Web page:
Wheeled Coach Builds Neonatal and Pediatric Critical Care Rig for Bell Ambulance (WI)
A blue ambulance with graphics of kids.

Wheeled Coach built this neonatal and pediatric critical care Type 3 ambulance for Bell Ambulance Inc. in Wisconsin. (Photos courtesy of Wheeled Coach.)

By Alan M. Petrillo

Bell Ambulance Inc. has grown to become the largest ambulance provider in Wisconsin, with more than 600 staff members, including EMTs, paramedics and critical care paramedics operating out of nine stations, including three firehouses, in the southeastern part of the state.

The agency’s is the largest critical care provider in the state and operates two critical care ambulances for Children’s Wisconsin, one of two stand-alone pediatric hospitals in the state. Chris Anderson, Bell Ambulance’s director of operations, says his agency wanted to replace a 2012 critical care ambulance that had been remounted once, so it put together a team of people from Children’s Wisconsin who drove the design of the new rig it was seeking.

“We asked the transport team to consider the past rigs we’ve provided, and to design a new one that integrates everything they’ve learned and seen in the field and had to use on the rig since that earlier ambulance,” Anderson points out. “We had a Wheeled Coach factory rep visit us and work with the Children’s Wisconsin, and they came up with pencil sketches of the design they wanted, which Wheeled Coach turned into 3D drawings, and ultimately the ambulance.”

The Bell Ambulance rig is on a 2023 Chevy G4500 chassis with a 170-inch body that has 72-inches of headroom and is powered by a 6.6-liter gasoline engine.

Paul Holzapfel, sales operation director for Wheeled Coach, says the finished product is a Type 3 ambulance on a 2023 Chevy G4500 chassis with a 170-inch body, a pass through from the cab, 72-inches of headroom in the patient module that has a door-forward design, powered by a 6.6-liter gasoline engine. He adds that the ambulance has a MORryde rear suspension upgrade, power locks on the modular entry doors, fixed privacy tint windows, and a four-inch drop skirt on the curb side.

The interior of the patient module eliminates the traditional attendant’s seat at the head of the cot and has four seating positions, two on each side, all protected by Per4Max four-point harnesses.

Anderson says that the critical care transport rig typically has an EMT operating the vehicle, while the hospital provides a nurse and respiratory therapist in the back for a transport. “We usually do four transports a day with the two critical care transport ambulances we have dedicated to them,” he notes. “This new rig is so successful that we are building a second critical care transport ambulance for them with Wheeled Coach that will be finished in the spring of next year.”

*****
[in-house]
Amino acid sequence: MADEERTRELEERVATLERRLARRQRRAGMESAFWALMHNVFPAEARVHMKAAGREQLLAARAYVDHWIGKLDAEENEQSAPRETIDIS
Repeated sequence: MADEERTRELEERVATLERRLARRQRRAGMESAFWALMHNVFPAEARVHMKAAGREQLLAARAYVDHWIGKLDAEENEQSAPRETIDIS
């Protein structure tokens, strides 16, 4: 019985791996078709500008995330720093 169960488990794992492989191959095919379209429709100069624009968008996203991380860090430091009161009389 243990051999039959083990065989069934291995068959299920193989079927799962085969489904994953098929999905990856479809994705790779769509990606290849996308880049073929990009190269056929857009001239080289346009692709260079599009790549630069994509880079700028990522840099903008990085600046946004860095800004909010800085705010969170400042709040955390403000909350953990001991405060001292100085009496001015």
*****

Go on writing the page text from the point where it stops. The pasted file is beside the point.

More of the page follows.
The two seats on the curb side of the patient box are able to swivel and slide forward and back on a track.

The current rig has four seats in the patient module, two against each side wall, all protected byPer4Max four-point seat harnesses. “We didn’t want an attendant’s seat at the head of the cot because there is better access to the patient from the sides of the cot,” he says. The two seating positions on the driver’s side are fixed, while the two seats on the curb side are able to slide forward and back along a track, and also swivel.

The new rig has two primary cot devices, Anderson says. “The first is a standard Stryker PowerLOAD and PowerCOT that can handle transport of a patient up to a 17-year-old,” he says. “We also have a Ferno Pedi Mate that attaches to the cot and creates a restraint system to use for a small child. The second unit is a Stryker PowerCOT frame that carries an Isolet, along with batteries and oxygen tanks. The unit weighs about 350 pounds.”

The Bell critical care ambulance is set up to carry a Stryker PowerLOAD and PowerCOT, as well as a PowerCOT frame that holds an Isolet unit.

Anderson says that the exterior warning and scene lighting on the rig is Whelen LED lighting, and the interior lighting in the patient module is Whelen LED dome lighting, plus indirect lighting along the ceiling and above the base of the floors which can be switched from white to blue during long transports.

ALAN M. PETRILLO is a Tucson, Arizona-based journalist, the author of three novels and five nonfiction books, and a member of the Fire Apparatus & Emergency Equipment Editorial Advisory Board. He served 22 years with the Verdoy (NY) Fire Department, including in the position of chief.

Wheeled Coach built a neonatal and pediatric critical care Type 3 ambulance for Bell Ambulance Inc. in Wisconsin.

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